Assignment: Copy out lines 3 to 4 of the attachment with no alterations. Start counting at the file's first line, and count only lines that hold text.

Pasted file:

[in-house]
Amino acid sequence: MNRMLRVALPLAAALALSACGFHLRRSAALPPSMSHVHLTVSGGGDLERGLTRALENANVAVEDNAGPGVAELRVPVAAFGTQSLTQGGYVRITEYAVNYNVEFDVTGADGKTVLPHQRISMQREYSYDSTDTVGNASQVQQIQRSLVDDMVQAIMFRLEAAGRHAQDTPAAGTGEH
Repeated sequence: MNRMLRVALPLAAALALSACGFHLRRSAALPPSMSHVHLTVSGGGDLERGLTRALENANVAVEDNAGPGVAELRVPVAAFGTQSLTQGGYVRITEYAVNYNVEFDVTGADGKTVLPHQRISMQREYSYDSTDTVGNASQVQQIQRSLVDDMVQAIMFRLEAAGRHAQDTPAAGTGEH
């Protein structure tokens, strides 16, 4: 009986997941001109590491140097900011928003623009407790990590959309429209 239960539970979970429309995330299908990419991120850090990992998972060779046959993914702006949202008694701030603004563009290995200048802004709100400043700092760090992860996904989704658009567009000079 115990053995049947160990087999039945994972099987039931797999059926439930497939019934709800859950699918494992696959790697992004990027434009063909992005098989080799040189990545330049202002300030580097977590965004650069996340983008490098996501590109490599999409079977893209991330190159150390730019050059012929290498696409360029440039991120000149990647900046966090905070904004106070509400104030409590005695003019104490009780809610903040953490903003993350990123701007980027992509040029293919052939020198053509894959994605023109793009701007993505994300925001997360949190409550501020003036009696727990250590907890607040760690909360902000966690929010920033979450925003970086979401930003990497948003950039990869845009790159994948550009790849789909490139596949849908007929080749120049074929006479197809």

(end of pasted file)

Repeated sequence: MNRMLRVALPLAAALALSACGFHLRRSAALPPSMSHVHLTVSGGGDLERGLTRALENANVAVEDNAGPGVAELRVPVAAFGTQSLTQGGYVRITEYAVNYNVEFDVTGADGKTVLPHQRISMQREYSYDSTDTVGNASQVQQIQRSLVDDMVQAIMFRLEAAGRHAQDTPAAGTGEH
């Protein structure tokens, strides 16, 4: 009986997941001109590491140097900011928003623009407790990590959309429209 239960539970979970429309995330299908990419991120850090990992998972060779046959993914702006949202008694701030603004563009290995200048802004709100400043700092760090992860996904989704658009567009000079 115990053995049947160990087999039945994972099987039931797999059926439930497939019934709800859950699918494992696959790697992004990027434009063909992005098989080799040189990545330049202002300030580097977590965004650069996340983008490098996501590109490599999409079977893209991330190159150390730019050059012929290498696409360029440039991120000149990647900046966090905070904004106070509400104030409590005695003019104490009780809610903040953490903003993350990123701007980027992509040029293919052939020198053509894959994605023109793009701007993505994300925001997360949190409550501020003036009696727990250590907890607040760690909360902000966690929010920033979450925003970086979401930003990497948003950039990869845009790159994948550009790849789909490139596949849908007929080749120049074929006479197809």